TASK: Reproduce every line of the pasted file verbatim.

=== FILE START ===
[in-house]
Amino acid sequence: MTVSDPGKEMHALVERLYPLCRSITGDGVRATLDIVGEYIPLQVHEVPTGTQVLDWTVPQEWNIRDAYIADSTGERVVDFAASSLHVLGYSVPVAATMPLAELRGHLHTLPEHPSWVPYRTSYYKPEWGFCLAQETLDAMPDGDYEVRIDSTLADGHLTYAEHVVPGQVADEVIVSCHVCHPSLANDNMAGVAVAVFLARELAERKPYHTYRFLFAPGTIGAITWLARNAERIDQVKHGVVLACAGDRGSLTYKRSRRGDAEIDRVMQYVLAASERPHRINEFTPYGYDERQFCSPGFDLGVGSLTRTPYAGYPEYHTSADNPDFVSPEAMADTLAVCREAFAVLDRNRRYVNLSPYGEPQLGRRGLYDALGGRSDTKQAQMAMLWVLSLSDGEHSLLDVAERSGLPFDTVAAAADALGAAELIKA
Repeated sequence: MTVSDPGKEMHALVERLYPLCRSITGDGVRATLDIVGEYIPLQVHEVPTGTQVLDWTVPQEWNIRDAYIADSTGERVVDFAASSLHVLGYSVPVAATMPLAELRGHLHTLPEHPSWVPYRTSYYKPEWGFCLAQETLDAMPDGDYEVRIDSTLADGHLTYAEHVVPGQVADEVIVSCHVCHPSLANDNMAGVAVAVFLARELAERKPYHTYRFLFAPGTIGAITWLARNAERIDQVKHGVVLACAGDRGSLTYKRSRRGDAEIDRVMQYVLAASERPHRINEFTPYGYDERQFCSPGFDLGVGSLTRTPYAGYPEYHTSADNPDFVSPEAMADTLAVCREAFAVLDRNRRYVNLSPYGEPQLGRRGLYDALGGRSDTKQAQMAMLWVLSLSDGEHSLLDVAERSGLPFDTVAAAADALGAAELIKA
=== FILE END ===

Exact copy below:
[in-house]
Amino acid sequence: MTVSDPGKEMHALVERLYPLCRSITGDGVRATLDIVGEYIPLQVHEVPTGTQVLDWTVPQEWNIRDAYIADSTGERVVDFAASSLHVLGYSVPVAATMPLAELRGHLHTLPEHPSWVPYRTSYYKPEWGFCLAQETLDAMPDGDYEVRIDSTLADGHLTYAEHVVPGQVADEVIVSCHVCHPSLANDNMAGVAVAVFLARELAERKPYHTYRFLFAPGTIGAITWLARNAERIDQVKHGVVLACAGDRGSLTYKRSRRGDAEIDRVMQYVLAASERPHRINEFTPYGYDERQFCSPGFDLGVGSLTRTPYAGYPEYHTSADNPDFVSPEAMADTLAVCREAFAVLDRNRRYVNLSPYGEPQLGRRGLYDALGGRSDTKQAQMAMLWVLSLSDGEHSLLDVAERSGLPFDTVAAAADALGAAELIKA
Repeated sequence: MTVSDPGKEMHALVERLYPLCRSITGDGVRATLDIVGEYIPLQVHEVPTGTQVLDWTVPQEWNIRDAYIADSTGERVVDFAASSLHVLGYSVPVAATMPLAELRGHLHTLPEHPSWVPYRTSYYKPEWGFCLAQETLDAMPDGDYEVRIDSTLADGHLTYAEHVVPGQVADEVIVSCHVCHPSLANDNMAGVAVAVFLARELAERKPYHTYRFLFAPGTIGAITWLARNAERIDQVKHGVVLACAGDRGSLTYKRSRRGDAEIDRVMQYVLAASERPHRINEFTPYGYDERQFCSPGFDLGVGSLTRTPYAGYPEYHTSADNPDFVSPEAMADTLAVCREAFAVLDRNRRYVNLSPYGEPQLGRRGLYDALGGRSDTKQAQMAMLWVLSLSDGEHSLLDVAERSGLPFDTVAAAADALGAAELIKA